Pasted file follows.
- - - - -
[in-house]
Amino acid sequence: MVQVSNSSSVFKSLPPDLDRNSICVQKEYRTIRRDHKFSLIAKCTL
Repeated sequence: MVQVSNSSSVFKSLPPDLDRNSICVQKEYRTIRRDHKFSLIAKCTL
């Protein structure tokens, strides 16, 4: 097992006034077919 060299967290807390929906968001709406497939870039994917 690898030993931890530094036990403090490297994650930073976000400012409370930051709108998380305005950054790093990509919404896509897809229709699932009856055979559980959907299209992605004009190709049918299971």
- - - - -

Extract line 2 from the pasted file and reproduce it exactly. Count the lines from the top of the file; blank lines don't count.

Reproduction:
Amino acid sequence: MVQVSNSSSVFKSLPPDLDRNSICVQKEYRTIRRDHKFSLIAKCTL